I'm being very Martin Luther-ish just now, in that I have a dream (for the more historically aware, I'm not nailing anything to a church door in Wittenburg, I'm referring to ML King). It's time for me to cast aside my online stabilisers and wobble my way into the 21st Century with a new website featuring blog posts segregated by a happiness and topic factor, and start to introduce the writing plans and services that I and a few of my friends, both old and new, will be offering in the years to come.

I think the last time I was actually excited by anything that was vaguely related to computers was quite some time ago - as in nineteen-something - but this really does get my mind whirring (yes, as opposed to its usual clanking and crunching). Or in other words, I'm really looking forward to a Christmas break where I can get organised and happy - and that's before the whisky (which tends to score high on the happiness front, but doesn't do nearly so well in the organisation stakes).

I've even got a long list of potential website names ranging from the sublime to the far more appropriate for me.

In any case, come 2015 I will be the proud owner of a new site full of the bells, whistles and plans which will satisfy my needs in the medium term. I really don't want to put a dampener on your celebratory plans for your own festivities, but I will continue to undertake my weekly scribbles - so that you will still have something to snort derisively about every few days - and I will add to that some links to the new services that the gang will start to offer.

I'll still look for the image that makes me smile and there'll no doubt be posts written just to accommodate them because it's great to laugh - even if the topic sometimes makes you cringe a little. Beer anyone?

So, right now I need to work out how this new mains plug actually fits together, and after that, try to find the on-off switch on my new laptop. I have the strongest feeling, though, that these will prove the least of my IT stumbling blocks in the days to come...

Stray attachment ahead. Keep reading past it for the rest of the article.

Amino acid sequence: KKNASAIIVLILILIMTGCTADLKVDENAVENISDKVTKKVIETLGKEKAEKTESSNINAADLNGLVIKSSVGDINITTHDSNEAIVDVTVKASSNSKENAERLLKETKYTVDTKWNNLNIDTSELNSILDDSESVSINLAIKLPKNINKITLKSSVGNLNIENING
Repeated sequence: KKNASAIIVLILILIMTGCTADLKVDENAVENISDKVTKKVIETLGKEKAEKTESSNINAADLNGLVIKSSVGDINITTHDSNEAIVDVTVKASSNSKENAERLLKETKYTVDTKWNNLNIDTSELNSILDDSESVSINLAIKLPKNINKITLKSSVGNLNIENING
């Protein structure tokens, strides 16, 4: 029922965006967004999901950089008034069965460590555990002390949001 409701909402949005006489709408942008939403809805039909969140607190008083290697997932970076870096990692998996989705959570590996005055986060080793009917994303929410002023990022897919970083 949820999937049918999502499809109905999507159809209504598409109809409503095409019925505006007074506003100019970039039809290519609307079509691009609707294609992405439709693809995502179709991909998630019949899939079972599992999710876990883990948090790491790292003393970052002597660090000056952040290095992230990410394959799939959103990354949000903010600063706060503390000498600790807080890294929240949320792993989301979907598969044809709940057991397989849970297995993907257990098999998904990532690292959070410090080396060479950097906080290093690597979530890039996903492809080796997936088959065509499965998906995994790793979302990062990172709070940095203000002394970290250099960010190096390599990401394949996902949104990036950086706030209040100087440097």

Anyway, now you know what I'll be up to, but rest assured that I also genuinely wish each and every one of you the Happiest Christmas of your own.


and finally, do remember to play the Christmas games, like hide and seek.,.

Sunday, 14 December 2014

Token Gestures

Christmas shopping was always a pain for me, back in the day. Not only was I always lacking in inspiration, I’m male as well.

The great question was ‘what do you get the person who says they have everything they need’? A closer inspection of the look of barely-hidden greed deep down in their eyes always gave lie to that statement. Doubly-so when it came to one or two of my wives.

Many of my ‘I-don’t-want-a gift-really-but-heaven-help-you-if-you-either-believe-that-or-forget’ targets were prone to describing in minute detail just what they ‘didn’t’ want, even down to the point of hinting at favourite colours and precise sizes. And not just for clothes, believe me.

Those types were, consequently, fairly easy to buy for, even if one or two of them developed sudden allergies to man-made fibres just before Christmas Day, or just after one shop or another announced that they were now stocking a more expensive, natural, version of whatever the product was. There was much swapping of ‘polyester’ for ‘cotton’, and ‘leather-like’ for the ‘hide of cow’. But my point is that they were, relatively speaking (and isn’t family what it’s all about really?) easy enough to buy for compared to the other type.

These were – and are, in one or two cases – those who were/are adamant that they didn’t/don’t know what they wanted/want other than a ‘surprise’. I’ve lost count of the number of times I resisted the temptation to wrap up a box of firecrackers with a rip-cord detonator tied to the Sellotape. I probably would have given in to the need to surprise them in that way if I had a camera with a faster shutter speed (which was not a hint, I assure you).

There are others who do express a preference, but these are another near-impossible group to shop for. Some claim to love animals but I’ve found that kittens and puppies tend to object to the boxes and wrapping paper. Especially if you need to mail them to the intended recipient.

Right up to a couple of years ago I was still trying to please those who at least openly said what sort of thing they liked, but I still maintain that it was not my fault when I confused Fifty Shades of Grey with Fifty Sheds of Grey. The relative in question has never looked at me in quite the same way ever since.

And then there’s the whole wrapping thing. Quite apart from the difficulties presented by small animals, even a small shoe box can be a daunting exercise for the average guy. And in other circumstances, what’s the point – really – in wrapping something with a very obvious shape? I’ve seen people try to disguise the fact that what they are busy wrapping is a bicycle. Seriously.